Behaviors of Adults with ASD are Strongest Predictor of Caregiver Burden

New Research is First to Study Functioning Levels Related to Caregiver Fatigue

Researchers from Eastern Michigan University surveyed 320 parents of adults with autism to investigate their daily caregiving duties as it relates to caregiver stress. Parents included in this research were over the age of 50, about the time many caregivers realize the weight of their supervision responsibilities. Predictably, the study found that the severity of the adult’s autism and their ability to manage daily living skills are directly linked to caregiver burden. This research was the first to examine functioning levels and daily abilities of adults with autism and how these levels and abilities affect caregivers. Previous related research only looked at caregiving for children. Disruptive behaviors were viewed as the most challenging part of caring for an adult with autism. The inability to manage basic living activities like bathing and dressing were also viewed as very taxing. Additionally, instrumental daily activities such as supervising money management and shopping for groceries were also predictors of caregiver burden. To alleviate caregiver burden as much as possible, the research team concluded that professionals should develop behavioral support programs for adults on the spectrum to assist their aging parents.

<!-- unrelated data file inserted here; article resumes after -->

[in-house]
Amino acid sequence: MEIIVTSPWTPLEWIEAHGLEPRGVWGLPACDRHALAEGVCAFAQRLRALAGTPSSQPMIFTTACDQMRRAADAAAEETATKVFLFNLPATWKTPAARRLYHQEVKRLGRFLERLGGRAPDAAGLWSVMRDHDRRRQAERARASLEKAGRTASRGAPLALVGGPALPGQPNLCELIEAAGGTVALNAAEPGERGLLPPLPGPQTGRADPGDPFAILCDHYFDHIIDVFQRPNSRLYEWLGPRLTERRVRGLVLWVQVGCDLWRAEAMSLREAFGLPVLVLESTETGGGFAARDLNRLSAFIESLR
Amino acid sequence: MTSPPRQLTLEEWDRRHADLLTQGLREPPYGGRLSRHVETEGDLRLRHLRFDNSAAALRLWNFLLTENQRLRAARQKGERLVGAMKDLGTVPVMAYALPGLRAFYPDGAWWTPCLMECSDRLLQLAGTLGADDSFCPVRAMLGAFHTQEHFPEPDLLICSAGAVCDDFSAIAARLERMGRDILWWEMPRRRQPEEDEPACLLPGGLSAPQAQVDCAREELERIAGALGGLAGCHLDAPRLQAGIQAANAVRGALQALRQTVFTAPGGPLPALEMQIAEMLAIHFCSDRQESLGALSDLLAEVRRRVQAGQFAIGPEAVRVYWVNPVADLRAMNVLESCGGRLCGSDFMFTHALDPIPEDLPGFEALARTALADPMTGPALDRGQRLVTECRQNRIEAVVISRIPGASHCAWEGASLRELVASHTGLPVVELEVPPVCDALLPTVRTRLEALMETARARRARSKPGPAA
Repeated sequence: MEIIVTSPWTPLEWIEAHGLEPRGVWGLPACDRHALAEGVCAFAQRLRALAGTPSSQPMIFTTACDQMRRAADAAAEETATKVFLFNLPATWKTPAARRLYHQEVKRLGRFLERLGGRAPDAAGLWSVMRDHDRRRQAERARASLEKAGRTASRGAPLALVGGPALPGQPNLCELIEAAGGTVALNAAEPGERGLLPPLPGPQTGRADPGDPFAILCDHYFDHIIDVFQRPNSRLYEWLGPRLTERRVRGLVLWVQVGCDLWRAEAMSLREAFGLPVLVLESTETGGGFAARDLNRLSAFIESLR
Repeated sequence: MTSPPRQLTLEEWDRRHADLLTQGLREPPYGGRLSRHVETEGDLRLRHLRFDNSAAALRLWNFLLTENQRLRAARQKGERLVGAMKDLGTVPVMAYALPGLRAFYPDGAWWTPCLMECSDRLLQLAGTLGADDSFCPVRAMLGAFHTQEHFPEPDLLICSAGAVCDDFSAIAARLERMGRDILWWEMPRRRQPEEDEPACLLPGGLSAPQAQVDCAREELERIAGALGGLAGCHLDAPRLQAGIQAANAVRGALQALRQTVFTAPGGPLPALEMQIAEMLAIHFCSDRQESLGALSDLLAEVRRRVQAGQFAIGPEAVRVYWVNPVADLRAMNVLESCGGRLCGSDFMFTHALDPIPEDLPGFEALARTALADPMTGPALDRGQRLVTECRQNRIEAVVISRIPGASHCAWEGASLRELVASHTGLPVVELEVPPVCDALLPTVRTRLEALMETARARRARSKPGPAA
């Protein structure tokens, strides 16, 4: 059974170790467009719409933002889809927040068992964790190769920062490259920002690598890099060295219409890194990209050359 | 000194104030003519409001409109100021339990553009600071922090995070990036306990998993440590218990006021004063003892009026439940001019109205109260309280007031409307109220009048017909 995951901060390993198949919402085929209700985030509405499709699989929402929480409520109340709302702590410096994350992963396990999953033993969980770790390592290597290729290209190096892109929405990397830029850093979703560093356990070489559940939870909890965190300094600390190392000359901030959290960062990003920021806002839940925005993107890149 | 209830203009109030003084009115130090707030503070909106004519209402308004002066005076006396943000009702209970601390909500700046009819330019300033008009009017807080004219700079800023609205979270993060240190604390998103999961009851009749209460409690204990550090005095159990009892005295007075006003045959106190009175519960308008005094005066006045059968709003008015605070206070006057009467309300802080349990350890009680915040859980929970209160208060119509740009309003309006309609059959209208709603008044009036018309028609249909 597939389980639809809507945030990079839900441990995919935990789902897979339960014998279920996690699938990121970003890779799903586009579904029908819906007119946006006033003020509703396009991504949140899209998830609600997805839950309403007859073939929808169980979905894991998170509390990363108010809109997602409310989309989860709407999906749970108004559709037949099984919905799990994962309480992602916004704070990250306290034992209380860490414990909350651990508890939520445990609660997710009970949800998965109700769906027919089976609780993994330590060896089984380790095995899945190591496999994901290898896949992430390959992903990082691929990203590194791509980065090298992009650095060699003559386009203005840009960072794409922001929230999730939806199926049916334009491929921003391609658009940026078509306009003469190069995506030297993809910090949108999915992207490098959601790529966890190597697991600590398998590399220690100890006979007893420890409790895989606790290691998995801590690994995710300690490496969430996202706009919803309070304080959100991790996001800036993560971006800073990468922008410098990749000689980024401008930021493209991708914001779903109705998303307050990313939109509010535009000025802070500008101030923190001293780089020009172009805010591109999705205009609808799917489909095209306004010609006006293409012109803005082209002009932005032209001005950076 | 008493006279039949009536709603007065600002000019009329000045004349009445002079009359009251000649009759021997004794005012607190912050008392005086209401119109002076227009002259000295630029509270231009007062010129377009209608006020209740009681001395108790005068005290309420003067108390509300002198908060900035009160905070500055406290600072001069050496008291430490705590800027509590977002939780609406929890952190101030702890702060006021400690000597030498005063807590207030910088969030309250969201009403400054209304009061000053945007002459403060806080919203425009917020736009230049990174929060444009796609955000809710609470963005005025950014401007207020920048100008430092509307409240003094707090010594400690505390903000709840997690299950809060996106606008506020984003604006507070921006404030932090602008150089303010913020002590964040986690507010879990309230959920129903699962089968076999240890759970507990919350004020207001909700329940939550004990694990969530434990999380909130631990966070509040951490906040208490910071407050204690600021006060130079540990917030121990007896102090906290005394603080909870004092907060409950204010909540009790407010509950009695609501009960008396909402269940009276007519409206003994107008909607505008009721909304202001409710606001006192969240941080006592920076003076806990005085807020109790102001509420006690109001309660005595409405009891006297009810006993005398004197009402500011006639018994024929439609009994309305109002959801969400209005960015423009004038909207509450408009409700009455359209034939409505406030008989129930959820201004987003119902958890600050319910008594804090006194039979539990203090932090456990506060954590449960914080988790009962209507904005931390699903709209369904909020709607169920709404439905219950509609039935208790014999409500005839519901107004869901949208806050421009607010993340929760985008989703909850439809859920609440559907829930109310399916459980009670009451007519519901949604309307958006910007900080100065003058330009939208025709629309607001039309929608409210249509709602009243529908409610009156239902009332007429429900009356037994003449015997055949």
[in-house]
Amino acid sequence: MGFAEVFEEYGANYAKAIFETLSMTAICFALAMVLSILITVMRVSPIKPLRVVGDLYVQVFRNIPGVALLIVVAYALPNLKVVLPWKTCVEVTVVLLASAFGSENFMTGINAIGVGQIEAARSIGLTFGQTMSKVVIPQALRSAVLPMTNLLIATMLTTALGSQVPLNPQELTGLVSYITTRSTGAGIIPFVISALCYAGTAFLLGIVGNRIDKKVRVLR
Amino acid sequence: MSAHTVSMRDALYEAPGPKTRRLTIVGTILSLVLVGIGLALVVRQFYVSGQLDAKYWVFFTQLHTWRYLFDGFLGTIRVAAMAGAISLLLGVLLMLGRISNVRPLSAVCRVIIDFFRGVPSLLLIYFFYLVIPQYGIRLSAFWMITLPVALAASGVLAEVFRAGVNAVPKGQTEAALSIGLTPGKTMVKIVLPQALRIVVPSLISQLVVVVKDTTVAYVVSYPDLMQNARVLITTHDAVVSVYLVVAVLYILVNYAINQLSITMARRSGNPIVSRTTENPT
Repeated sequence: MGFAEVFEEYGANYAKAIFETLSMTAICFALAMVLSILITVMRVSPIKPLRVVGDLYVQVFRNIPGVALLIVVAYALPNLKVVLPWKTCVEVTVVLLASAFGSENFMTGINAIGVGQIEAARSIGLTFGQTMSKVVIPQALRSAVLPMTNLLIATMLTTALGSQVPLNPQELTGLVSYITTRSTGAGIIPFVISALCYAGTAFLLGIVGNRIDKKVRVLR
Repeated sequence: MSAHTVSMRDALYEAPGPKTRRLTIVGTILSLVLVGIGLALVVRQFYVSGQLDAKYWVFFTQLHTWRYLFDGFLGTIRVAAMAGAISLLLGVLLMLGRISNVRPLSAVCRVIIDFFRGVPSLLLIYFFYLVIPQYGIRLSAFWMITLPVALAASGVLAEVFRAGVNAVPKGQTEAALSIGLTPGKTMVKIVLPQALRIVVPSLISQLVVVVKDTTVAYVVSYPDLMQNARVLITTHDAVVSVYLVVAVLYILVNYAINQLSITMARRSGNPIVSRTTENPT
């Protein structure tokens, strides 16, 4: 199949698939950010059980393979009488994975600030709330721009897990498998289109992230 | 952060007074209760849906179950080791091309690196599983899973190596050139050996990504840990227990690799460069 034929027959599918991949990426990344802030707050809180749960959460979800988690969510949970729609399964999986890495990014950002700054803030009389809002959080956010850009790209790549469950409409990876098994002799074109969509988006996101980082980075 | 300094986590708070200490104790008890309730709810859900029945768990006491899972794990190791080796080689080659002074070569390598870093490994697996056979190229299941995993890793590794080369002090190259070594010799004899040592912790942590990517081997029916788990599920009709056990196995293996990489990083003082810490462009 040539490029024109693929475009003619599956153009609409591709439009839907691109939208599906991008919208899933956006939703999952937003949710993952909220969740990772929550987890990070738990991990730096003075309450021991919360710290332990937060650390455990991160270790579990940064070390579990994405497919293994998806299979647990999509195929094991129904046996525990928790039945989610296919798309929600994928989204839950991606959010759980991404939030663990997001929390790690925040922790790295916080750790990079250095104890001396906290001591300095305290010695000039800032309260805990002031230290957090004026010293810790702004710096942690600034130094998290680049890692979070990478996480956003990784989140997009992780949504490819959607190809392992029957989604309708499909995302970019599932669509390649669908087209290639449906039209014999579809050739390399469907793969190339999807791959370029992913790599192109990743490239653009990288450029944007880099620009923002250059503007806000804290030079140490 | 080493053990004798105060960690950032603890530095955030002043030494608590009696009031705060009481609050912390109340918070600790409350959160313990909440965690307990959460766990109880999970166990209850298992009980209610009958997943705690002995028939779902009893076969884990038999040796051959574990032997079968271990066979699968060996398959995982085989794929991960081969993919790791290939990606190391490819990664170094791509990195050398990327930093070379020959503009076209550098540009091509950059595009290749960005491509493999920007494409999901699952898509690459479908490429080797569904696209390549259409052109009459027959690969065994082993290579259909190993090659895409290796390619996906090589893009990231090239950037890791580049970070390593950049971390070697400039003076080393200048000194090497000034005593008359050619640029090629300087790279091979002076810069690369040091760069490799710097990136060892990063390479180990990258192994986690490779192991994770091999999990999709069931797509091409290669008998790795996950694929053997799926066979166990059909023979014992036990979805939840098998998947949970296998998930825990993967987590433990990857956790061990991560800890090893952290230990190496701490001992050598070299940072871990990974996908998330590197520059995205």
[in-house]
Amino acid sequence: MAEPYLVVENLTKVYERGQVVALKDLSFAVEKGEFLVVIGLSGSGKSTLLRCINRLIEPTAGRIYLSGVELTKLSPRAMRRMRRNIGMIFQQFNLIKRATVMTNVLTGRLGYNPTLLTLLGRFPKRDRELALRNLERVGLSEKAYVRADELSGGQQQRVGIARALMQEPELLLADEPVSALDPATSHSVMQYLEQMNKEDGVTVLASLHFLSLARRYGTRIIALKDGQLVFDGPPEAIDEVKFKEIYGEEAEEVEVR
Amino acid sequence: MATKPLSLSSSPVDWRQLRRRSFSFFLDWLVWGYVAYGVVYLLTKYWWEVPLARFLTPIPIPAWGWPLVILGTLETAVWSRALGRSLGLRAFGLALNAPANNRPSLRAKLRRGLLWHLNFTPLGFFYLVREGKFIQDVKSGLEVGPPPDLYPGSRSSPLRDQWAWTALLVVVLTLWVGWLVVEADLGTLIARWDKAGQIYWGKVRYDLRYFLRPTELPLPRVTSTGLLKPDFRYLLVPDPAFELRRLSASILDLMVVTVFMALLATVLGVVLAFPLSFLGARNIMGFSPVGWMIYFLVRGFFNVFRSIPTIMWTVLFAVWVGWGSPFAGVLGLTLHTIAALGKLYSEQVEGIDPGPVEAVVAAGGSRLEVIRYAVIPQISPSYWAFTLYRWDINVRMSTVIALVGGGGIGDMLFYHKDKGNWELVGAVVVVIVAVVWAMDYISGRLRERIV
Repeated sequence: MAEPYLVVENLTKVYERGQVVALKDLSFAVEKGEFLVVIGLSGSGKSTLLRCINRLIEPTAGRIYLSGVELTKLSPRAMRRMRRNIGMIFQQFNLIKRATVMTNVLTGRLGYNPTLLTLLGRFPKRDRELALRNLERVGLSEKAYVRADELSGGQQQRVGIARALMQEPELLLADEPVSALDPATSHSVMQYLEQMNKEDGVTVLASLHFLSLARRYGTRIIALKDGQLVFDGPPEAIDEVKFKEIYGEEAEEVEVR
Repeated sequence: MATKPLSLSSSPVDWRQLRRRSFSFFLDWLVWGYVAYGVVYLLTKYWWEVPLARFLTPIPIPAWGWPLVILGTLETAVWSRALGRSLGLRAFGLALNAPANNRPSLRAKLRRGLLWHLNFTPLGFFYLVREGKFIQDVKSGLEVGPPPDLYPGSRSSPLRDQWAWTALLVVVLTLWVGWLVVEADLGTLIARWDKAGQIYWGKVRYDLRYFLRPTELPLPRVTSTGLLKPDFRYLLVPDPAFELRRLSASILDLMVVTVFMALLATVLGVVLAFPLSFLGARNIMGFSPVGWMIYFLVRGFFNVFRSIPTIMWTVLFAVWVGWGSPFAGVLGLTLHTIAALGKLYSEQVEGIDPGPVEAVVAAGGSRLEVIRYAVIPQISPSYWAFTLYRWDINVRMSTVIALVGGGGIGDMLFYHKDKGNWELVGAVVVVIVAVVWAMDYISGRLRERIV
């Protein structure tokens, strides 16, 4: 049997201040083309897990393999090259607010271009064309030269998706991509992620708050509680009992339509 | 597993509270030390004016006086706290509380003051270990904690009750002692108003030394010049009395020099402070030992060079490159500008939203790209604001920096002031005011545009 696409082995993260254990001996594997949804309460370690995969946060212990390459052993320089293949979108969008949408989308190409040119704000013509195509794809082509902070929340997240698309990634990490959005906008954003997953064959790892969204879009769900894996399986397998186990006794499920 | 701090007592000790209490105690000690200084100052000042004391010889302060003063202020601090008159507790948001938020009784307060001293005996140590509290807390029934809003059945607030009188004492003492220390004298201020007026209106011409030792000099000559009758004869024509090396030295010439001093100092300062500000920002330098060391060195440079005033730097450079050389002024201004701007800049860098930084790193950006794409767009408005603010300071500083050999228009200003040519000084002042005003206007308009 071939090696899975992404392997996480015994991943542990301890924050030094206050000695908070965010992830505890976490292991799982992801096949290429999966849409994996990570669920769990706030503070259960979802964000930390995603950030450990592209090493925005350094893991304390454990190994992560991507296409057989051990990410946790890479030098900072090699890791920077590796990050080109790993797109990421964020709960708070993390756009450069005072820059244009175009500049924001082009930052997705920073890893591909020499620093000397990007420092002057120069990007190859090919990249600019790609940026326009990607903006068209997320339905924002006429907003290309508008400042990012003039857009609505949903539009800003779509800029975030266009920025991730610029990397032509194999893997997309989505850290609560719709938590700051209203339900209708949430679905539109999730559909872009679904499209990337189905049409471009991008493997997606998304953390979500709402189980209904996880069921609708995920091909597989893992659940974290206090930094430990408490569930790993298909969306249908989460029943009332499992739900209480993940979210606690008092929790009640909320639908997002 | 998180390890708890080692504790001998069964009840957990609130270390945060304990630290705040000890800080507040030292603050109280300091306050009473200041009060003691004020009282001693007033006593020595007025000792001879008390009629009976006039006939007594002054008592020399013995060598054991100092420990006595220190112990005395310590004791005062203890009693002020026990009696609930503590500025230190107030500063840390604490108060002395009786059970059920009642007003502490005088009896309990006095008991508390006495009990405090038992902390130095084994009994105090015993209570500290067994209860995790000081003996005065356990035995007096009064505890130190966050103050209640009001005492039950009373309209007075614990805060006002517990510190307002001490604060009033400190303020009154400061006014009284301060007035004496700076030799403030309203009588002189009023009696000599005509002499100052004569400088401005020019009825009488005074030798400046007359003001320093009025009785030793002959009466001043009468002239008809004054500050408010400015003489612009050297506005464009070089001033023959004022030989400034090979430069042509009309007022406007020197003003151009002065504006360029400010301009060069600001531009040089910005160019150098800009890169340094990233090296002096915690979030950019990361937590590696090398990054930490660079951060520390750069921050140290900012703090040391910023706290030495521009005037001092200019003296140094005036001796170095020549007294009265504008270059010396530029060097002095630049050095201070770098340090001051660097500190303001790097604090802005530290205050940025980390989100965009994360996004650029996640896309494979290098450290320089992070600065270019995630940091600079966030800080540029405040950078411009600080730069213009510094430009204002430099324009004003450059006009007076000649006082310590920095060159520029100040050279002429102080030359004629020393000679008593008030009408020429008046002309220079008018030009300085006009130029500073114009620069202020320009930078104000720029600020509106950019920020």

Original Article

Study Abstract

 

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